The first two quarters (Q1, Q2) focus on the molecular foundations of medicine and the structure of cells and tissues, and build a vital foundation for the scientific basis of medicine. Clinical correlates are integrated throughout this basic course work to illustrate how basic science discovery translates into clinical practice.
The last three quarters (Q3, Q4, Q5) focus on the foundations of human health and disease and are organized by organ system. For each organ system, these courses integrate histology, physiology, pathology, microbiology, and pharmacology, and cover normal structure and function, response to disease and infection, and treatment. Problem-based clinical cases are integrated throughout all of the organ system courses. There is a final unit on multi-organ systems that provides pathophysiological integration of material from prior units. These courses will teach PhD students enrolled in the MSM program about the basics of human biology and disease. By understanding the language of medicine, MSM students will more effectively be able to work together with physicians to formulate meaningful translational research questions and research plans.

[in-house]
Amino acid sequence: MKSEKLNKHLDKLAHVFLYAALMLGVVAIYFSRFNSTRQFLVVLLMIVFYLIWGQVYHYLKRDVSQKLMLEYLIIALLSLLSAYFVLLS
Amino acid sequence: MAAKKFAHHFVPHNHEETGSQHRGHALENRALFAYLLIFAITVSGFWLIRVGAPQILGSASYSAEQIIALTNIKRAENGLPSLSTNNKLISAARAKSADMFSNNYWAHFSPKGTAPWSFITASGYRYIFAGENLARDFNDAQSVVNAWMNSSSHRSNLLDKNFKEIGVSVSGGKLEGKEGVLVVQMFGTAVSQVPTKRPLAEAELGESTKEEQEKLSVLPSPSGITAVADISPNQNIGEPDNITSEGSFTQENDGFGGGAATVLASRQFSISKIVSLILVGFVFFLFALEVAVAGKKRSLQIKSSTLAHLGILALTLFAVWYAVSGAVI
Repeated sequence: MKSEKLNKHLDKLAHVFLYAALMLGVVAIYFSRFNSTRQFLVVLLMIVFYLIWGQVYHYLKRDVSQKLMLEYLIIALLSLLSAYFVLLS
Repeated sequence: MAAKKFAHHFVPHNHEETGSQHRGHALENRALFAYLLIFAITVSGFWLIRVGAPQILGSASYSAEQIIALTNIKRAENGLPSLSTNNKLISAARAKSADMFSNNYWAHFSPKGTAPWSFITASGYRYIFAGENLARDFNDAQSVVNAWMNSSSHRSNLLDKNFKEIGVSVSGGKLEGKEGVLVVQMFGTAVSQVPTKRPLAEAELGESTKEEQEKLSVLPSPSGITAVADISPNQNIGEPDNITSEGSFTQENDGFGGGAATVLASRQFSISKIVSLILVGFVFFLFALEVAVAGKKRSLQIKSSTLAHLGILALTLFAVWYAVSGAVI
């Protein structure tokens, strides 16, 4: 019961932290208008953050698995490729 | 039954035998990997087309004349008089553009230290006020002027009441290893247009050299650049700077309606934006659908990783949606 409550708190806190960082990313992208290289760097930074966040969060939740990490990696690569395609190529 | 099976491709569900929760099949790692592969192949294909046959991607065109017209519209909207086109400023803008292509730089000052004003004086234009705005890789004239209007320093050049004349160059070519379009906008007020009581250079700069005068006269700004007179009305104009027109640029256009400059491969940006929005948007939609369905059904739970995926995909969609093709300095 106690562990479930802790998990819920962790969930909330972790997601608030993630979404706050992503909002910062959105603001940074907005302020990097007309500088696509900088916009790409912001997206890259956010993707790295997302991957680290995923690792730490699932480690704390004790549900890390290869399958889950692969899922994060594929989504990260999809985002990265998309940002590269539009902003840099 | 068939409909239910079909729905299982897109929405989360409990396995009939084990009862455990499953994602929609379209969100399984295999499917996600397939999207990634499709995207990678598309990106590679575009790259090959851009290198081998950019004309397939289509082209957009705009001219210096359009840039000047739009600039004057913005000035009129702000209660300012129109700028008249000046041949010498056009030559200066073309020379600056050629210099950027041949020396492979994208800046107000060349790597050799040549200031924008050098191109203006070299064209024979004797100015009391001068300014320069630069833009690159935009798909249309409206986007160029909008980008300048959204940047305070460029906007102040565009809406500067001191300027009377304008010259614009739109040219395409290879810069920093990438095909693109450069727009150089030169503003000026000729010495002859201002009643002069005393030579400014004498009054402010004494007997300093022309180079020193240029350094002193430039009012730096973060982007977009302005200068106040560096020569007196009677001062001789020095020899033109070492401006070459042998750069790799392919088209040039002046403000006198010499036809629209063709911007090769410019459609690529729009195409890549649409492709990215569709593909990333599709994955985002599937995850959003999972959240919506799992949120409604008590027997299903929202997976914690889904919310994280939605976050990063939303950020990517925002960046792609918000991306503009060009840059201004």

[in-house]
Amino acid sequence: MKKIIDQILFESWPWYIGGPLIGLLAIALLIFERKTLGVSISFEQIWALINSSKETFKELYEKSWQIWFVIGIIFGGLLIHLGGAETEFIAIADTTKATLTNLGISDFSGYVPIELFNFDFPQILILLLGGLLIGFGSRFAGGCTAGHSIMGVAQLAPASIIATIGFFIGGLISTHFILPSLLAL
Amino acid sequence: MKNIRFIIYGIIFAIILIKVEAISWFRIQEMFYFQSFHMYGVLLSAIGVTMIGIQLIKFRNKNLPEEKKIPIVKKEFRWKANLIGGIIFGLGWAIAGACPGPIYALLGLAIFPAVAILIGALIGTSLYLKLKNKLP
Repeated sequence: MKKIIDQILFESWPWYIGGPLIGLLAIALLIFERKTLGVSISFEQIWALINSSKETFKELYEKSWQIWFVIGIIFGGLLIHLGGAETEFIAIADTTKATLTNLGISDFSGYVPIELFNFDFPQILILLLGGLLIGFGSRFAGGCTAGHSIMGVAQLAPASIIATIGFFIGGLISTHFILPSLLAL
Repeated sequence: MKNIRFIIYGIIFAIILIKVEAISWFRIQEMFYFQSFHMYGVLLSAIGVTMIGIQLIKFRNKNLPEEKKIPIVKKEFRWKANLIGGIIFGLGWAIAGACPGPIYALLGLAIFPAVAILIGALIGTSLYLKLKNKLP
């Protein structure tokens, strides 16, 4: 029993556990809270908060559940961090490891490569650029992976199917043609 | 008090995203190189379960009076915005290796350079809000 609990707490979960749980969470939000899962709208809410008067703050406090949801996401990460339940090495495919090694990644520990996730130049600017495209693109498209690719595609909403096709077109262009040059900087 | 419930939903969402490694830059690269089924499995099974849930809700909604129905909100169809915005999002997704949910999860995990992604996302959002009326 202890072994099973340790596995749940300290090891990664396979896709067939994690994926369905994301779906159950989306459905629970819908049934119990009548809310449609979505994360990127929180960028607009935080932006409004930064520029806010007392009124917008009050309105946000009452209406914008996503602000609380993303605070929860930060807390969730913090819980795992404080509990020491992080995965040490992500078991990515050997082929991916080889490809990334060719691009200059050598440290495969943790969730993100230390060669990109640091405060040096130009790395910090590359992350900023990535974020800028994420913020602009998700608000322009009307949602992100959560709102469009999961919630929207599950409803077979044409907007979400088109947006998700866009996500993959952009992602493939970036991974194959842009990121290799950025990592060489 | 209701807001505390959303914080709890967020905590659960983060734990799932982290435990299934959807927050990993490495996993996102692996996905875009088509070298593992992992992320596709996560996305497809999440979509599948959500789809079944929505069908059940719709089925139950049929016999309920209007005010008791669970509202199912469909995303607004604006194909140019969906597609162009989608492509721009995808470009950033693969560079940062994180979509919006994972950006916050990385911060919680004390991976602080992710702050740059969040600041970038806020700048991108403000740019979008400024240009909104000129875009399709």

In each of the first five quarters of the MSM program, because of the structuring of the MD course curriculum, there are large amounts of time available for MSM students to do research rotations, or to take some of their PhD course requirements. In addition, we allow MSM students to begin their first PhD rotations the summer before the MSM program starts. They have the additional opportunity of taking another PhD rotation in the summer following the first year of the MSM program. Thus by the time they start the second year, they have had time to complete three graduate rotations, in addition to the first three quarters of MSM coursework, and quite possibly several of their graduate courses as well. By early in their second year, we expect most students will have chosen labs for their PhD research.